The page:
At a playwriting workshop recently, a fellow writer said, “Sometimes you create, sometimes you produce.” I knew what she meant. In writing fiction, be it in narrative form or for the stage, characters, scenarios, and even entire worlds emerge in passionate moments — creative sessions where imagination holds court and ideas come easily. It’s crucial not to inhibit this flow. A story’s form should be organic— the moves it makes, the shape it takes. Initial visions of setting, theme, voice, and plot emerge as the writer intuits what the story needs without the anchor of minutia holding things back. Art is made.
Afterward though, passion must meet practicality. Imagination is reconciled with feasibility. Rules are applied, and the piece is crafted into usable form. This later, deliberate work ensures that every detail in a story matters, and that the prose is made lustrous and precise.
I find the creative process to be similar in the practice of architecture. During design charettes, we hear things like, “What could this space be if there were no limits?” Or, “How could an element of light transform the experience?” Or, “Let’s try to increase the sense of verticality.” There is creative freedom in envisioning a space. Overall form, quality, and atmosphere—the big story ideas—are contemplated, while future details wait. Methods to achieve the vision will be explored, rules and materials considered, but that will come later — the immediate moment is best served when left free.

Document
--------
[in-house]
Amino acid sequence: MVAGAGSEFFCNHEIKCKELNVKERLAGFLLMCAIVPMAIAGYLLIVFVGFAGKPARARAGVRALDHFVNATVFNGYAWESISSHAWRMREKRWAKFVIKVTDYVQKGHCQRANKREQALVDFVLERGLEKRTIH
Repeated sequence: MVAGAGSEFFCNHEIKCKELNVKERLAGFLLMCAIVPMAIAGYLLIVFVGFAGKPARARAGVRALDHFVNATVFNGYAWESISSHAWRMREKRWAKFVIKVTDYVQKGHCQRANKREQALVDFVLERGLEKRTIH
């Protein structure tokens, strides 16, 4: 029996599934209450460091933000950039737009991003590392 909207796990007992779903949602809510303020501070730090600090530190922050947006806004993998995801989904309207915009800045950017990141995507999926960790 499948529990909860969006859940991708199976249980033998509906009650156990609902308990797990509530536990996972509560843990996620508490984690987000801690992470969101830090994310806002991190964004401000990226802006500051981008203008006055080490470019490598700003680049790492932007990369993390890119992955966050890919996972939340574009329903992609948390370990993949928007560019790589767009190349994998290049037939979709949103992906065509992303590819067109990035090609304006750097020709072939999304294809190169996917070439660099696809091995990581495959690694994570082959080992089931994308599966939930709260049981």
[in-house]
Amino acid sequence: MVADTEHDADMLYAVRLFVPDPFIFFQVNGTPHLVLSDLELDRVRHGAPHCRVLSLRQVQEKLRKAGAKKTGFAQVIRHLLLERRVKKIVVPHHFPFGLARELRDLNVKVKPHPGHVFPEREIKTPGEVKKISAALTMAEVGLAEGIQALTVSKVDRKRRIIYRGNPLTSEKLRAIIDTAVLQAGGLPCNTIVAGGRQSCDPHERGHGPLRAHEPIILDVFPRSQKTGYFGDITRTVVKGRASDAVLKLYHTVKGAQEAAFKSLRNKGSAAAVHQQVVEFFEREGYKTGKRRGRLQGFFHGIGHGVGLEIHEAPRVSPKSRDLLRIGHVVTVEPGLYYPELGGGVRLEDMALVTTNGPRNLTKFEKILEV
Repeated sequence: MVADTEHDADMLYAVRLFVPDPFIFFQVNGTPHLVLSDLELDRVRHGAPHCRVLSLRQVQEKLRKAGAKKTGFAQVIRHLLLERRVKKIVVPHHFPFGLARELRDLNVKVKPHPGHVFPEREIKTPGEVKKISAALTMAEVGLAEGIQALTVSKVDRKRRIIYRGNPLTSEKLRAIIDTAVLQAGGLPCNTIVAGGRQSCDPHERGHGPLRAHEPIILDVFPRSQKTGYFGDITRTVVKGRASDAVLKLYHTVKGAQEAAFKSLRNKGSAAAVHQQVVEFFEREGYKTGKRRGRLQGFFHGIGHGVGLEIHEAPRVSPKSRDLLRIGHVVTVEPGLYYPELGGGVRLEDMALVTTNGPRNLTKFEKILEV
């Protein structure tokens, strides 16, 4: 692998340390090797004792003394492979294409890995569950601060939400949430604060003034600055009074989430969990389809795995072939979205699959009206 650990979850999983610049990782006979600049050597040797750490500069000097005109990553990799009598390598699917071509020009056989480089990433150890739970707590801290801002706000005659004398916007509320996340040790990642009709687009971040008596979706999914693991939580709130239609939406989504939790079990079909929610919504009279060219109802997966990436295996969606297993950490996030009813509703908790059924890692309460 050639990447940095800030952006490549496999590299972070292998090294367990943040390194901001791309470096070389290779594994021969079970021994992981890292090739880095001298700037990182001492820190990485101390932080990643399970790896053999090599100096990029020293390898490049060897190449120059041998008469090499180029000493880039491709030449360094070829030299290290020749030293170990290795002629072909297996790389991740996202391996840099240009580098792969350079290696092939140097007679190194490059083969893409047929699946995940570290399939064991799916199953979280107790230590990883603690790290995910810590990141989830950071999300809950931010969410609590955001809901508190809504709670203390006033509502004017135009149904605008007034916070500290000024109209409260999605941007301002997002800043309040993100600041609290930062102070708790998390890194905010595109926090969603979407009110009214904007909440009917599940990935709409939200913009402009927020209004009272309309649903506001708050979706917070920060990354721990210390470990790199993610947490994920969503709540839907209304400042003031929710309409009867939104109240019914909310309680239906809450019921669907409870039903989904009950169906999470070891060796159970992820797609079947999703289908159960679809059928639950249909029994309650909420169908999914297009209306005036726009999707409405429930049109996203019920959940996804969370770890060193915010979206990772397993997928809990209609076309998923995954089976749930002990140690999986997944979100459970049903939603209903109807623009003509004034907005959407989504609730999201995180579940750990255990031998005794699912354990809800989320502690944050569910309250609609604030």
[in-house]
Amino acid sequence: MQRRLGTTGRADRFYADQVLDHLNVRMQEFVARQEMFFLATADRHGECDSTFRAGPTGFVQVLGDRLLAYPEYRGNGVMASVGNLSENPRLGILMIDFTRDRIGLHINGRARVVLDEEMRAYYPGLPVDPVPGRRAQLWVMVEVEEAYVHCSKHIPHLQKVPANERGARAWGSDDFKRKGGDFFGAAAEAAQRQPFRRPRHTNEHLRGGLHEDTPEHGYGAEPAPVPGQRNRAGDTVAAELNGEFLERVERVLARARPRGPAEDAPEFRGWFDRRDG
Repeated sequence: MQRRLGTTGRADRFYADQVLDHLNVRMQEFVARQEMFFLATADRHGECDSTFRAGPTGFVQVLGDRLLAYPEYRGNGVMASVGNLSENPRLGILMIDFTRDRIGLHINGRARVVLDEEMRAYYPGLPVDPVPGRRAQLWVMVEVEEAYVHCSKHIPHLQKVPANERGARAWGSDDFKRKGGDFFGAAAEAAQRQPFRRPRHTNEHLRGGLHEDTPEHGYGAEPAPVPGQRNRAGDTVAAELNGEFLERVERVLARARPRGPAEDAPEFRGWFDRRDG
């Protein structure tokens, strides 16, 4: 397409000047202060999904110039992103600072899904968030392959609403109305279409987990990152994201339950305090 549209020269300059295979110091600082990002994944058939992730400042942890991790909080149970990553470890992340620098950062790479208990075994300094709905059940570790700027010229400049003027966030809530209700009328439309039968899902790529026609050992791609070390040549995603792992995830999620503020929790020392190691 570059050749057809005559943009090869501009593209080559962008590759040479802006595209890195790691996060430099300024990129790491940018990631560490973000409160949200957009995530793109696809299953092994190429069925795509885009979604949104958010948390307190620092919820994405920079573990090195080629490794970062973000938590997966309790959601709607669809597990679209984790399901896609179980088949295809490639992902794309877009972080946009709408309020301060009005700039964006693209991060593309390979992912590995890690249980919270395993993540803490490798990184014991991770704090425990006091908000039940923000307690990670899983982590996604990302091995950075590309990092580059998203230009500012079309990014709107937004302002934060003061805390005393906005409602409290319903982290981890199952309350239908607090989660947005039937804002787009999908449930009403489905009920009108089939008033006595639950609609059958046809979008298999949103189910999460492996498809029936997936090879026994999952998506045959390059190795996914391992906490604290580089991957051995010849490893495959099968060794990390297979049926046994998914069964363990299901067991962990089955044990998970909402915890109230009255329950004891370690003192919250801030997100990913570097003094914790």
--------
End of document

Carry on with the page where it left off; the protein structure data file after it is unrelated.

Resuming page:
As the process is furthered, ideas are refined:
And furthered still:
Once an initial vision has been solidified, so begins the work of its realization. Structure is planned. Elements that will comprise the whole are reconsidered and refined so that the result will make sense — beautiful, cohesive, sense. Careful attention is given, with every element included for a reason.
These differing facets — initial vision and technical requirements — need not conflict. They aren’t oppositional, but are complimentary parts of the creative process. And neither part is ever fully isolated. Initial creative flow keeps in mind fundamental rules, but concerns about detailing don’t stifle the early work. Spillover occurs. Contradictions are navigated. The design is refined, moving the idea from the gross to the fine.
There’s a need for flexibility in both stages of the process. Some early ideas ultimately prove to be unworkable, and regardless of our being enamored of them, simply have to go. In William Faulkner’s famous words, we sometimes must “kill our darlings.” Similarly, design refinement — from the first reshaping, to the smallest details drawn late in the process — should not stray too far from the initial inspiration. The vision seen in those early, passionate, creative moments must guide the design, must not get lost along the way.
It’s in that sweet spot between inspired, imaginative play and deliberate, discerning craftwork that truly successful design occurs. Where balance is achieved and vision is realized…